Summer camp was the best times I had in Girl Scouts. I started going to camp at 8, continued through high school in the Counselor-in-Training program, and worked as a counselor the first summer after high school.
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This fantastic resource for girls on their way to camp was shared with me. It’s a free, printable packing list. Included in this article are great tips for keeping the list durable so your girls can not only make sure they have everything they need before heading off to camp, but also make sure they didn’t leave anything behind when packing to come home!
Another great slow song, this is popular to sing both in troop meetings, ceremonies, and at camp. We didn’t sing it so much at camp since, although it was Girl Scout camp, not every girl that attended was actually a Girl Scout. Many included their registration fees in their fees to attend camp, but never bothered to join troops in their local areas. I think they’re missing out by doing this, but at least they’re at camp!
On my honor I will try,
There’s a duty to be done and I say aye,
There’s a reason here for a reason up above,
My honor is to try and my duty is to love.
People don’t need to know my name,
If I’ve done any harm, then I’m to blame.
If I’ve helped anyone, then I’ve helped me,
If I’ve opened up my eyes to see.
I’ve tucked away a song or two,
When your feeling low, there’s one for you,
If you need a friend, then I will come,
And there’s so many more where I come from.
Come with me where a fire burns bright,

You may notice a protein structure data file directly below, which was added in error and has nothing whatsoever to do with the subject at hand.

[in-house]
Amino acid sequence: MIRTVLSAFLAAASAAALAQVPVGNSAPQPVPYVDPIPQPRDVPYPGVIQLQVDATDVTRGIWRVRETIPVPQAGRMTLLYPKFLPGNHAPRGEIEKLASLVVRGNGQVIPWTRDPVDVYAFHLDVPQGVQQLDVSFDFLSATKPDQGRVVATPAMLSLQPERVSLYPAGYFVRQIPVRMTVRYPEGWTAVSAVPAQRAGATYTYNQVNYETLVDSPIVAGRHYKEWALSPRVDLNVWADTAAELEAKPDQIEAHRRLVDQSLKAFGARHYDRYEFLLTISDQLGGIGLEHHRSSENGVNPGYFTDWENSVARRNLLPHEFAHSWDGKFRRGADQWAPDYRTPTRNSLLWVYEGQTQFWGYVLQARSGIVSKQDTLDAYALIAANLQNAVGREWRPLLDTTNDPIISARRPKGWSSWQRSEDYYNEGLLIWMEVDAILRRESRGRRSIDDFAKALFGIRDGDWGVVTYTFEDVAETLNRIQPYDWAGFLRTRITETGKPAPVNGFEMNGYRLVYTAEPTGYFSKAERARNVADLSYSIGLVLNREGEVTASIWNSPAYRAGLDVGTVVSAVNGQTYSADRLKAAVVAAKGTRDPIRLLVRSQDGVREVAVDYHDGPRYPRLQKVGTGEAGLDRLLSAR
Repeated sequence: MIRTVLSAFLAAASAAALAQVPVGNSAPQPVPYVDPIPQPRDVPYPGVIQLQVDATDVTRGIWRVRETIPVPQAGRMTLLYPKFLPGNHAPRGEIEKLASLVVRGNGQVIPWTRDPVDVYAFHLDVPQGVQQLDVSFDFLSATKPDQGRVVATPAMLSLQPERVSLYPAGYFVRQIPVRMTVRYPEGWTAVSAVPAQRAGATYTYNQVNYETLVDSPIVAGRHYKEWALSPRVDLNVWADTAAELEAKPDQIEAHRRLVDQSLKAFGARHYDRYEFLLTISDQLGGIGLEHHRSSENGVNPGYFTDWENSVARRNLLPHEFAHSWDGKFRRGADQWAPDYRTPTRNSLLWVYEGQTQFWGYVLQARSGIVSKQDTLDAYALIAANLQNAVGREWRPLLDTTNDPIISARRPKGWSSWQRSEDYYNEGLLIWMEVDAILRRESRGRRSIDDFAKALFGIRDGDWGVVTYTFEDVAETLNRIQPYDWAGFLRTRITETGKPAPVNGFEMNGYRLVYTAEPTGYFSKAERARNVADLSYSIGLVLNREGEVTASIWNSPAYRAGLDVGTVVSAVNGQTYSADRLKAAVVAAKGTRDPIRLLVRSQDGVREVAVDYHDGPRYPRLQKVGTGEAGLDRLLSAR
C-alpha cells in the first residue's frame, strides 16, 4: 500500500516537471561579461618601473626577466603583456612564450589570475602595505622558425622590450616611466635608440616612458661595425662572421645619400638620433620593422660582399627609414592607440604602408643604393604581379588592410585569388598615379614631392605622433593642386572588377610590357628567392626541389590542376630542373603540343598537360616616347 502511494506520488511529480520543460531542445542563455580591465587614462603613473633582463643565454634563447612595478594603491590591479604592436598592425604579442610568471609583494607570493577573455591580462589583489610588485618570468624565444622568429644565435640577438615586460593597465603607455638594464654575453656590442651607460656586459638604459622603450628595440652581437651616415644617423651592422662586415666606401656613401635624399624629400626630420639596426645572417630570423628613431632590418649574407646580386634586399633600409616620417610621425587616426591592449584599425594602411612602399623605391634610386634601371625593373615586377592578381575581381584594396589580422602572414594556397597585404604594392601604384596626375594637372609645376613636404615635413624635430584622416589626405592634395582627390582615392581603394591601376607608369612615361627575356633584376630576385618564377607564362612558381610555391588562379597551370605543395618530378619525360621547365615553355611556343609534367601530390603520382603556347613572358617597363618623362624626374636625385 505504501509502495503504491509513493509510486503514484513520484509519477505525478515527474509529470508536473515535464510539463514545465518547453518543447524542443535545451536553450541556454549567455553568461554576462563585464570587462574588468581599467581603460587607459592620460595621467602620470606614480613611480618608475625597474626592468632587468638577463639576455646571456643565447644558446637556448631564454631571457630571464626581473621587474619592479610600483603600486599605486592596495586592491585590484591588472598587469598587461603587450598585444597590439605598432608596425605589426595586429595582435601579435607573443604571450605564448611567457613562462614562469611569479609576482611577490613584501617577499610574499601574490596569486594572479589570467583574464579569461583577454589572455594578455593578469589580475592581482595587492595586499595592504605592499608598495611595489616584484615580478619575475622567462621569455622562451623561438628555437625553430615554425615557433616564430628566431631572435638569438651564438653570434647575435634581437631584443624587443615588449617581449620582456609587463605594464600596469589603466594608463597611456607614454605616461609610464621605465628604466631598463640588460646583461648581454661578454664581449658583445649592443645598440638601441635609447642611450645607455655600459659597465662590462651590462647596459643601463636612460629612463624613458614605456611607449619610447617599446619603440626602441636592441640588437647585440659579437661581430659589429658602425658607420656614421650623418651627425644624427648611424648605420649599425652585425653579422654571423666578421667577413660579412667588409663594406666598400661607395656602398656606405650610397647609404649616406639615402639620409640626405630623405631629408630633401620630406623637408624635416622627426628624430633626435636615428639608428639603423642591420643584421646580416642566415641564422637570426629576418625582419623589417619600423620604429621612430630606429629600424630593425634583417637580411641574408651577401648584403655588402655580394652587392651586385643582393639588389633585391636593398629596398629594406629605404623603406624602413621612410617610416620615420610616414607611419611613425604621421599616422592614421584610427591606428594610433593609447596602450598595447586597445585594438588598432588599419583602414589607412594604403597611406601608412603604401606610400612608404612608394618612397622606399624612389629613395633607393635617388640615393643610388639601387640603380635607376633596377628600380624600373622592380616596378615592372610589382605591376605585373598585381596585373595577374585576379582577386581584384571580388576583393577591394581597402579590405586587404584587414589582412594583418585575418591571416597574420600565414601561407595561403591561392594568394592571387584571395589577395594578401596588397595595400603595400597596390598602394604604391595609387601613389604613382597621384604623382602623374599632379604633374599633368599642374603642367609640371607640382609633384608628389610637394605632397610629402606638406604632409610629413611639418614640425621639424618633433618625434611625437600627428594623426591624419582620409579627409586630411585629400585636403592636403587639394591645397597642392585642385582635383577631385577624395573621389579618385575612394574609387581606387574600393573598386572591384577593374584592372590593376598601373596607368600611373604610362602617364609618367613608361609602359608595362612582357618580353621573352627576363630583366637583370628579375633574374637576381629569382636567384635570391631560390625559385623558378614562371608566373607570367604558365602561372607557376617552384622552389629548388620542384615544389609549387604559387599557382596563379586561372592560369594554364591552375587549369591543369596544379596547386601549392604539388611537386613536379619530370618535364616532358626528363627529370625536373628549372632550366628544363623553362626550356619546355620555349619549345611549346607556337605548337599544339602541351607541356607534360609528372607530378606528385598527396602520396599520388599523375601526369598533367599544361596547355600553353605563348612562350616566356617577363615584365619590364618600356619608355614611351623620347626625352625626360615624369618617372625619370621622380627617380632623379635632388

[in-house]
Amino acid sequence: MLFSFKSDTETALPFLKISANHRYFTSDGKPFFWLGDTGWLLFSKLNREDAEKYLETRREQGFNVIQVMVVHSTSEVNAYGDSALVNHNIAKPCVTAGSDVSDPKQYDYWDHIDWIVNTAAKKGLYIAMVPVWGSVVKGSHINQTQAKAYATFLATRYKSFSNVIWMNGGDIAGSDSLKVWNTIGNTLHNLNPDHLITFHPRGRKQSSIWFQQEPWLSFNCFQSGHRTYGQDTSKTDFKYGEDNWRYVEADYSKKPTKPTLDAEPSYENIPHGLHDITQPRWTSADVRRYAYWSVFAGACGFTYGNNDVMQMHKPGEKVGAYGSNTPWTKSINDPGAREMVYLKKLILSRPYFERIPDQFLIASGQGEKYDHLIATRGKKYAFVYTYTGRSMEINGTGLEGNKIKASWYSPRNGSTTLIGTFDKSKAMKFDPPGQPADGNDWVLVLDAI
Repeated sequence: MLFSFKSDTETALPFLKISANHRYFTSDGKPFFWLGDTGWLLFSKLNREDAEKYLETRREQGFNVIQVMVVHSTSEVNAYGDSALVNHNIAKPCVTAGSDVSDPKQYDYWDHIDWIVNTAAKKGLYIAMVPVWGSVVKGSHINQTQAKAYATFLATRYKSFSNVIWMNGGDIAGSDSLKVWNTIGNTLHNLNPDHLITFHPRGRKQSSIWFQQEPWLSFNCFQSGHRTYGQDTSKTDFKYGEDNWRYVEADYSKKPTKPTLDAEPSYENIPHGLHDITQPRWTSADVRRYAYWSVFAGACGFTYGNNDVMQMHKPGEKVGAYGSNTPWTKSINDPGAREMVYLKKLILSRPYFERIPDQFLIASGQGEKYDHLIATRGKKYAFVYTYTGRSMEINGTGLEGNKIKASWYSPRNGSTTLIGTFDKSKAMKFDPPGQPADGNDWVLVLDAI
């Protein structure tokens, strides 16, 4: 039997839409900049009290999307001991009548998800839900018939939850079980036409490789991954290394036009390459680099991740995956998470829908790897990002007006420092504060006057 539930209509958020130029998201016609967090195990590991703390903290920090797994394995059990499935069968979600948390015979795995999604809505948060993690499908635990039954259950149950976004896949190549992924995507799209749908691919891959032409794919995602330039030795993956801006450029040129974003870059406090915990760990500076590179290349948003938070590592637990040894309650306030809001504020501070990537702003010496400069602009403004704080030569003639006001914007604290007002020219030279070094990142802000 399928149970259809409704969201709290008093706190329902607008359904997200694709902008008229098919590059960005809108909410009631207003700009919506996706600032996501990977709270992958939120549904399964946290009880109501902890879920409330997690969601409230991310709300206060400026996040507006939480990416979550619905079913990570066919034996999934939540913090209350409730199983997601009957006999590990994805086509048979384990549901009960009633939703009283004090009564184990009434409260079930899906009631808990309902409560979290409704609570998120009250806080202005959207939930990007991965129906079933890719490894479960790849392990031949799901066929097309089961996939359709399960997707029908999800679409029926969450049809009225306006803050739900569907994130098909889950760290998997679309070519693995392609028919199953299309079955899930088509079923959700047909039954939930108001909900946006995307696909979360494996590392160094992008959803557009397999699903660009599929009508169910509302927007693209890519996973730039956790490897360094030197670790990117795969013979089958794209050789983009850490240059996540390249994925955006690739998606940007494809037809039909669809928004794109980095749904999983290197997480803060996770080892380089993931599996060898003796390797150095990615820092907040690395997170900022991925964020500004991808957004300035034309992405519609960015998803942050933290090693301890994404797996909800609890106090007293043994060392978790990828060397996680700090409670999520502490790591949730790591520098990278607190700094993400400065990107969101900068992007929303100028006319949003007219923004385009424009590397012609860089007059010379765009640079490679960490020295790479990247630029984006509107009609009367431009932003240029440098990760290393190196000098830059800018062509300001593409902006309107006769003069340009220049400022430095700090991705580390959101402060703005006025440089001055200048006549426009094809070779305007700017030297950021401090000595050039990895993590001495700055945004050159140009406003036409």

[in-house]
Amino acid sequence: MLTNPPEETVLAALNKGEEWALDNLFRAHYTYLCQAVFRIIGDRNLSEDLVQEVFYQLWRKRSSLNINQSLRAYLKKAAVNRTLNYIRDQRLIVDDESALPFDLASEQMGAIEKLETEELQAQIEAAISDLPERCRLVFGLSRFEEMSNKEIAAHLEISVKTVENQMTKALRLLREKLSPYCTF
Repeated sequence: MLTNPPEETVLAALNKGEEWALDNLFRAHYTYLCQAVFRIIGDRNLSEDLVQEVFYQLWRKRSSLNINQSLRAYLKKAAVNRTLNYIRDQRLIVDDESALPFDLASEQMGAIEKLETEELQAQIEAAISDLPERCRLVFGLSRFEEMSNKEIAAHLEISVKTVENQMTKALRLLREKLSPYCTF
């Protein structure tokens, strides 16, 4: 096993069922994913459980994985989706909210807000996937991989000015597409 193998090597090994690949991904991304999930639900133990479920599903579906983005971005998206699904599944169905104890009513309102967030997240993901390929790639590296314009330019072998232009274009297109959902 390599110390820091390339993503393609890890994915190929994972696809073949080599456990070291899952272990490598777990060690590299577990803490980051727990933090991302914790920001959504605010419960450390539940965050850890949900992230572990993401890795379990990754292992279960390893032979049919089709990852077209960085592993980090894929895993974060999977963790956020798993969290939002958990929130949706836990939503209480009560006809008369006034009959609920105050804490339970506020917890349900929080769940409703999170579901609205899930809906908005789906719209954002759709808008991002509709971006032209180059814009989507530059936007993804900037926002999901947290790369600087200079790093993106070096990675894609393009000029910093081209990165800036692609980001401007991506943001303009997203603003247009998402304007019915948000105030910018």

We can even see better by candle’s light,
We can find more meaning in a campfire’s glow
Than we ever learned in a year or so.
We’ve made a promise to always keep,
And we pray night falls before we sleep.
We’ll be Girl Scouts together and when we’re gone,
We’ll still be trying and a singing this song.
I remember making dip candles for as long as I can remember. Whether at a summer troop meeting or most often at camp, dip candles were a welcome craft that I loved. It’s a remarkably easy process that even the younger girls can do with some supervision. All materials are available at your local craft store and are relatively inexpensive. You can even substitute the wax with old broken crayons, though they do have a distinct smell to them.
Remember that many times these candles are not intended for practical use – the girls put a lot of time into dipping them in the different colors to make creative layers and shapes. These are best kept on a shelf and dusted off once in a while as a camp keepsake!
- ½ lb. paraffin wax, plain
- Old wooden spoon (don’t plan on using it with food again)
- metal coffee cans (one for each color you plan to make)
- a pot full of water large enough to hold the coffee cans (you’re making a double boiler, here)
- A heat source – this can be your stove, a camp stove, or portable burners.
- wicks, your choice of length (1″ of wick makes about a 1″ candle)
- coloring chips (you can use color chips or liquids bought at your craft store or use old crayons with the papers removed)
- Most of the time the plain paraffin wax comes in blocks, so chop it up into smaller pieces (about 1″) for faster, easier melting.